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July 27, 2017   |   Ithaca, NY

Life & Culture

Depressed Cake Shop makes Ithaca debut to fight mental illness

Mental illness affects 1 in 4 adults, yet movements abound urging people to discuss it more openly. One organization, new to Ithaca, aims to encourage discussion in a different way — through sweet treats.

Depressed Cake Shop in an international grassroots organization created to raise mental health awareness and discuss mental health issues while raising money for local charities. The Depressed Cake Shop movement started in the U.K. in 2013, but bake sales associated with the movement have since popped up worldwide.

This year, Catherine Gooch, program manager of Longview in the Department of Recreation and Leisure Studies, and students in her Administration of Therapeutic Recreation class decided to organize a sale on April 23 at the Cornell Cooperative 4-H Duck Race. Baked goods were donated by the Ithaca Bakery, John Joseph Inn, Ithaca College’s Department of Recreation and Leisure Studies and several individual donors. The $310 raised went to the Tompkins County Suicide Prevention and Crisis Center. Gooch said that as far as she knows, this is the first instance of a Depressed Cake Shop sale in New York.

The Administration of Therapeutic Recreation class at Ithaca College, with help from program manager of Longview, Catherine Gooch, set up a Depressed Cake Shop April 23 at the Cornell Cooperative 4-H Duck Race. Yana Mazurkevich/The Ithacan

Senior Lindsey Schell, who was in charge of social media marketing during the event, said the sale afforded an opportunity to educate others on mental health while raising money for a good cause.

“While we’re raising money, we’re also educating people about mental health and hoping to erase the stigma that revolves around mental health issues,” she said. “I’ve dealt a lot with mental illness in my family.So it’s a subject that’s close to my heart.”

All treats on sale at the event featured the color gray, which Schell said represents mental illness. Splashes of bright colors on the treats, she said, represented hope.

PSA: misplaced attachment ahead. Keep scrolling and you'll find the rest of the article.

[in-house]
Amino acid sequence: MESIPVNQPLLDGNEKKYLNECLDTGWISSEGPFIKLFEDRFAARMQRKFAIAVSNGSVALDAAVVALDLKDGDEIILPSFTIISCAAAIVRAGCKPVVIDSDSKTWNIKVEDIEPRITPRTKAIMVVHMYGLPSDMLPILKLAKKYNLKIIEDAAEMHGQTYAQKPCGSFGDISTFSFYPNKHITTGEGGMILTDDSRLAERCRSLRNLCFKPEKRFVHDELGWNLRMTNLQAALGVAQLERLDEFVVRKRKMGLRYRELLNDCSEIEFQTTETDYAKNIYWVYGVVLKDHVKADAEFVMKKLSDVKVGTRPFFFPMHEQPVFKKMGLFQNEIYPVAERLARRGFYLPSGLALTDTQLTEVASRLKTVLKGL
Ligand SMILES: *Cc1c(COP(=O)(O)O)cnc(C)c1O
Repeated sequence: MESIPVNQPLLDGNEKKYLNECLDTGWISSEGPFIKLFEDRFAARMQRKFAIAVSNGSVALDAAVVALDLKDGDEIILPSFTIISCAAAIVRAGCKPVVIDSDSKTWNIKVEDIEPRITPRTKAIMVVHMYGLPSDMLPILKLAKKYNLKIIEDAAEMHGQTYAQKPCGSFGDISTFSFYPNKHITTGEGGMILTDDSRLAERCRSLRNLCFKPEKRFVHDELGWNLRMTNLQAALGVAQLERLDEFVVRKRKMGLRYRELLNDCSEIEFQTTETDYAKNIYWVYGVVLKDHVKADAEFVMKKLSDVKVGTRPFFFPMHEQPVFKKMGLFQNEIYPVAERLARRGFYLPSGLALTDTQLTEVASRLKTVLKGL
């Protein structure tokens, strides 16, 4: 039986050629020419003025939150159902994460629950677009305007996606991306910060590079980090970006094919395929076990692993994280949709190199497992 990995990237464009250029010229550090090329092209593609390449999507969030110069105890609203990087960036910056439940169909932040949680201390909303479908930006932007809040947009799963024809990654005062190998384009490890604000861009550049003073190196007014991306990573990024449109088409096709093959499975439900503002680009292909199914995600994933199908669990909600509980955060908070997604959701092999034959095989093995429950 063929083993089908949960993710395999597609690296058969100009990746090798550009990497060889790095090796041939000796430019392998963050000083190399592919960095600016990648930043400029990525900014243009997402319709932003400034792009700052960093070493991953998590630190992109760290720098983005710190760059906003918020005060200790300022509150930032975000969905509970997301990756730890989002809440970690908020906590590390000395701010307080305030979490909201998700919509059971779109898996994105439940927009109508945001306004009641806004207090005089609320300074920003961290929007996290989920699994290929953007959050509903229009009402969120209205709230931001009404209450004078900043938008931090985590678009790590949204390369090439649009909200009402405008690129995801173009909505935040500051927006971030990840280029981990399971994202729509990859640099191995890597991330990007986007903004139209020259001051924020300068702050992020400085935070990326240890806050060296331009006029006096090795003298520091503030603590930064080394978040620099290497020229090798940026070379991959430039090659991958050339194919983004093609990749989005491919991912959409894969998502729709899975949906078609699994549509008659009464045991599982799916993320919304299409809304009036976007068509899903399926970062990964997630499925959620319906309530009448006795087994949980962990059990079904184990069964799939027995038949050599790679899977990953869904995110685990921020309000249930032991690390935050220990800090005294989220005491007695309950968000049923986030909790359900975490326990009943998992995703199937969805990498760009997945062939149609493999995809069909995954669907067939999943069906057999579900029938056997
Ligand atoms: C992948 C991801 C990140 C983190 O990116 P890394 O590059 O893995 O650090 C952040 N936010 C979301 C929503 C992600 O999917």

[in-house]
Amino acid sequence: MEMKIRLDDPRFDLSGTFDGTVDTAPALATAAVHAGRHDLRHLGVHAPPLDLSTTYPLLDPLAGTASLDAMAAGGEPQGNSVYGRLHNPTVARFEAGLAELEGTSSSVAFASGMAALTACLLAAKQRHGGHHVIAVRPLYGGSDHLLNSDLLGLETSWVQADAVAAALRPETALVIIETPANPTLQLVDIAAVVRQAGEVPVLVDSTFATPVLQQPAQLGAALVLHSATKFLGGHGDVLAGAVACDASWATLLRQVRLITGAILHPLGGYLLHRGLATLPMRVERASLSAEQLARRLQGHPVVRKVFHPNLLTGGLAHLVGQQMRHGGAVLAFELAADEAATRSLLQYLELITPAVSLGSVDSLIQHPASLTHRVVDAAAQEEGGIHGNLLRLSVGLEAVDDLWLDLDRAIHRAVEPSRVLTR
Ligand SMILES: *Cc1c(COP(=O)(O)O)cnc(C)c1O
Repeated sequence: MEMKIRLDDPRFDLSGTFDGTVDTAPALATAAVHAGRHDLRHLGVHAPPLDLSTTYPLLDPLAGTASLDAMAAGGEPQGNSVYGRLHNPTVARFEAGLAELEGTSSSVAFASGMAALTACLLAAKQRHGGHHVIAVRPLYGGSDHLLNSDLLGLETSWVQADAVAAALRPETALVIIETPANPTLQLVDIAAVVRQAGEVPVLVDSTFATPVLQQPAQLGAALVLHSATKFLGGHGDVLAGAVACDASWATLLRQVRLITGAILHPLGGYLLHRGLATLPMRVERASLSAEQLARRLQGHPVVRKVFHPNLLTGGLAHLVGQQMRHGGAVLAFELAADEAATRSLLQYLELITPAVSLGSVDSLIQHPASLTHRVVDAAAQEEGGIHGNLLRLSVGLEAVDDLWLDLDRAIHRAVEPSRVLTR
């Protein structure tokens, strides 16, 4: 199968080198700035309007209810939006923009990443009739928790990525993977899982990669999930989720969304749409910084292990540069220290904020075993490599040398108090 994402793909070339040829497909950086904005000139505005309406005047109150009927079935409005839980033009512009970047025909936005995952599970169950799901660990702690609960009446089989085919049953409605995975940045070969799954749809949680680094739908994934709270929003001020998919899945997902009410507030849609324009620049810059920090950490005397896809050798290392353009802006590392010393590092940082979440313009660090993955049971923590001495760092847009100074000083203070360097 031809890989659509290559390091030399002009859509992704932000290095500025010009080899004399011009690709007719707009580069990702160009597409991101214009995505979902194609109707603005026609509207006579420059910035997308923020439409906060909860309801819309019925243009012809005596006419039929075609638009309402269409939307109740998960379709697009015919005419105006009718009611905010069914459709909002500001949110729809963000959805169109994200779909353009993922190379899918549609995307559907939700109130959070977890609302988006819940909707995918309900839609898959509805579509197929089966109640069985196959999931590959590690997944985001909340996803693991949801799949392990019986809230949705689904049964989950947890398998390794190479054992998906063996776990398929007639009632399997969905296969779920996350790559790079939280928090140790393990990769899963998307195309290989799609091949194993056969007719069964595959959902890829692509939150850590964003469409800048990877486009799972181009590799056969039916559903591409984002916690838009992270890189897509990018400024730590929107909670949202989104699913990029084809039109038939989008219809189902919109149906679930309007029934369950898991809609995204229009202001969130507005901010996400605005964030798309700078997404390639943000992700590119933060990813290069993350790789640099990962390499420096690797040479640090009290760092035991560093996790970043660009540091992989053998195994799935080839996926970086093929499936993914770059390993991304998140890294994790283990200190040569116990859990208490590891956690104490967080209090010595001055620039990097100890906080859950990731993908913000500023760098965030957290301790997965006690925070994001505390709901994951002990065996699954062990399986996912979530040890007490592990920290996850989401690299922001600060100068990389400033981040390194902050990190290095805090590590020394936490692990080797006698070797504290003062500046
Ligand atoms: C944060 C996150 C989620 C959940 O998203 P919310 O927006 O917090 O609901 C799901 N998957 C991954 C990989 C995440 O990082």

Senior Alec Harris, another student from Gooch’s class, said the Depressed Cake Shop has been getting a great deal of attention lately and that it was a goal of the class to fight preconceived notions of mental illness.

“The idea of presenting mental illness in a colorful, happier fashion using cupcakes … is a nice way to change the way people view mental illness,” he said. “You can have a mental illness and still lead a perfectly healthy life.”

The Duck Race seemed like the perfect opportunity to hold the bake sale because of its timing and because of the large crowds it’s capable of drawing, Harris said. Participants bought rubber ducks and sent them down Cascadilla Falls. Prizes were awarded to those whose ducks finished in the top 50. In addition, the event featured live music, several vendors and activities for kids.

“We were looking for an event in the local community that would draw a lot of people, and this has usually drawn about 500 to 700 people annually,” he said. ”It’s inclusive, there’s all sorts of groups and all sorts of education, and we really wanted an event with a lot of foot traffic.”

Gooch said she thought the sale would be a creative way to tackle an issue students in the class have an interest in. She said she heard about a Depressed Cake Shop sale in California from a magazine article and thought that bringing the sale to Ithaca could benefit the students and the community, she said.

The organization aims to create pop-ups worldwide that sell customized baked goods to get people talking about mental illness, according to its website. Anyone can start up a pop-up shop, permitted they’re working in connection with Depressed Cake Shop and selling for a charity.

At the end of the event, most of the cupcakes had been sold, and Harris said he was happy about the conversations that were had with community members. Whatever wasn’t sold was given to the college. Gooch said some people suggested they integrate the organization into the local community.

”We really want to decrease the negative stigma around mental illness and anxiety,” Gooch said. “We’ve had teachers say, ‘Wow, I’m dealing with young kids that are depressed, and this is really important. Maybe we should bring this into the schools.’”

Silas White can be reached at swhite5@ithaca.edu or via Twitter: @swhite_5